I love it when standards evolve from something that a bunch of developers are already doing, and making it easier and foolproof. Kitty Giraudel is onto that here with skip links, something that every website should probably have, and that has a whole checklist of things that we can and do screw up:
- It should be the first thing to tab into.
- It should be hidden carefully so it remains focusable.
- When focused, it should become visible.
- Its content should start with “Skip” to be easily recognisable.
- It should lead to the main content of the page.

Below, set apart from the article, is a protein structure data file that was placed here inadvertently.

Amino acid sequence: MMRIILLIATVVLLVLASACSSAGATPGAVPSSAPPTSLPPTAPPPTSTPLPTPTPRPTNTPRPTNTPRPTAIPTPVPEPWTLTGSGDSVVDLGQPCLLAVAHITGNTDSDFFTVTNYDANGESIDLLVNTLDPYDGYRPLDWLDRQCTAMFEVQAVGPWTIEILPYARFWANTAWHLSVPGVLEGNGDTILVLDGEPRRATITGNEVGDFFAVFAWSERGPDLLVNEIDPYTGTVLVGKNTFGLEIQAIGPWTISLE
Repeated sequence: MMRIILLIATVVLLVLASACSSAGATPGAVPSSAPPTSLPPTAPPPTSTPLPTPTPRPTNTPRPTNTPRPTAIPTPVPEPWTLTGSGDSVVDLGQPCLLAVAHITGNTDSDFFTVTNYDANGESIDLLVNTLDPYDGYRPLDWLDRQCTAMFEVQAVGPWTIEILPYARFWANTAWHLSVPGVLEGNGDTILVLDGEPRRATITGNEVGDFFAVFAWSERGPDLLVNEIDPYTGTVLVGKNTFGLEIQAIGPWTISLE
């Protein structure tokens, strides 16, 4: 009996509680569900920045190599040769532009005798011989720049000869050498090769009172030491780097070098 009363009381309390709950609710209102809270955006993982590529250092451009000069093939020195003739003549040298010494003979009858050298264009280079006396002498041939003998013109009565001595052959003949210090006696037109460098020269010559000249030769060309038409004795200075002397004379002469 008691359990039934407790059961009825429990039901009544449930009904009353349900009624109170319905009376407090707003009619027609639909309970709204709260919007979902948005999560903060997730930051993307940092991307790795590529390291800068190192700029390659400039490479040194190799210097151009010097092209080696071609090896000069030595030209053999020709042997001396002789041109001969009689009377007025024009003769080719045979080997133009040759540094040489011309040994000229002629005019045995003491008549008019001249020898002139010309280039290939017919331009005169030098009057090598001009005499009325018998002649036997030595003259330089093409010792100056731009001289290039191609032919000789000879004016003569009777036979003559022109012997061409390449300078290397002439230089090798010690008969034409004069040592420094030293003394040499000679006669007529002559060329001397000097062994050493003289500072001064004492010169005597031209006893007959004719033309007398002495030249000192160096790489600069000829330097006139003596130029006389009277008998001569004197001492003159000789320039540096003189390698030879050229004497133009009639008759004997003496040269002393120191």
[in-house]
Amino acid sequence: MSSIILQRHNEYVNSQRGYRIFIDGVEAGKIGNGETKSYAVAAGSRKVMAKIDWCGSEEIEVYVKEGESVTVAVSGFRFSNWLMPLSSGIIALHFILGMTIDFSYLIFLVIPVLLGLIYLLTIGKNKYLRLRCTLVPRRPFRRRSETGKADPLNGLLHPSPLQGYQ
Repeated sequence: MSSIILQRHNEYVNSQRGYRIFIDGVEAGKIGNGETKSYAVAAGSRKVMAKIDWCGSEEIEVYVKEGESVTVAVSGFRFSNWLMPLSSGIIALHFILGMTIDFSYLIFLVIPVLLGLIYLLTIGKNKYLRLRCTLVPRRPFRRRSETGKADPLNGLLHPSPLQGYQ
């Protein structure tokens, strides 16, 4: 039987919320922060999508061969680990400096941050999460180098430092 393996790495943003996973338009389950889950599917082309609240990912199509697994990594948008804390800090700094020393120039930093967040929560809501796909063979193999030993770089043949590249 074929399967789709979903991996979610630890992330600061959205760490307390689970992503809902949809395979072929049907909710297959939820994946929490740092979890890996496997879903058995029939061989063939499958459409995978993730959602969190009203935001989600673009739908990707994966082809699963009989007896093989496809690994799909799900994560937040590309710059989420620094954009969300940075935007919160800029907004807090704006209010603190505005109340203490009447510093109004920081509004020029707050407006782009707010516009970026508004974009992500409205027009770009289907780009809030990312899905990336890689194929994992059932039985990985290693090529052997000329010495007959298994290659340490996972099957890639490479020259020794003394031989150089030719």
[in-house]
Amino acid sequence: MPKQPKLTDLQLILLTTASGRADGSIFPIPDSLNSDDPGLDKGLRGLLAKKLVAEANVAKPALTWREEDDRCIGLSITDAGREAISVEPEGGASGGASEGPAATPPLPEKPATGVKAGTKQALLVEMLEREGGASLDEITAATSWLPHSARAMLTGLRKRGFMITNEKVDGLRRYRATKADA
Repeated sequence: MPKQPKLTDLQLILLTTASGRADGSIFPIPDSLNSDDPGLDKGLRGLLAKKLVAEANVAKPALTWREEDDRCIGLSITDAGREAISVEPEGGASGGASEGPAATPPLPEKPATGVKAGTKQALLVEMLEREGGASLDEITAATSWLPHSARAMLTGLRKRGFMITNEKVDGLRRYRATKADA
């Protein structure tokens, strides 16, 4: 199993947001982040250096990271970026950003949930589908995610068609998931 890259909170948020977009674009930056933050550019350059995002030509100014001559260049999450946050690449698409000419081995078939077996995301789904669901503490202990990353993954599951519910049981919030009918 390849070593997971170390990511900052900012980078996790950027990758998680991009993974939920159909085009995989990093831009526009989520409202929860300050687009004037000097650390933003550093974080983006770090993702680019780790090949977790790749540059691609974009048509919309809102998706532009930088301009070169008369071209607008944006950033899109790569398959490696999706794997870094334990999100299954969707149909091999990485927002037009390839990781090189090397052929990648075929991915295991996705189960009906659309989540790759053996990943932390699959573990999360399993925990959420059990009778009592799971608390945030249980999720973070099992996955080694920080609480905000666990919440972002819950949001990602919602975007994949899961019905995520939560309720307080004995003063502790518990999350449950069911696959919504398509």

Doing this natively could solve all those problems and more (like displaying in the correct language for that user). Nice little project for someone to mock up as a browser extension, I’d say.
Reminds me of the idea of extending the Web Share API into native HTML. It’s just a good idea.
While I think this would be cool, I wonder what would happen if native skip links (like this just happens on any site) was actually implemented. All the sites that are doing the right thing already would presumably get double-ups. Potentially differently styled.
Google Search has this feature. Tabbing on the search page brings up a link that says “skip to main content”.
Yeah, that was kinda the point of the article — that could be migrated into being part of a browser instead.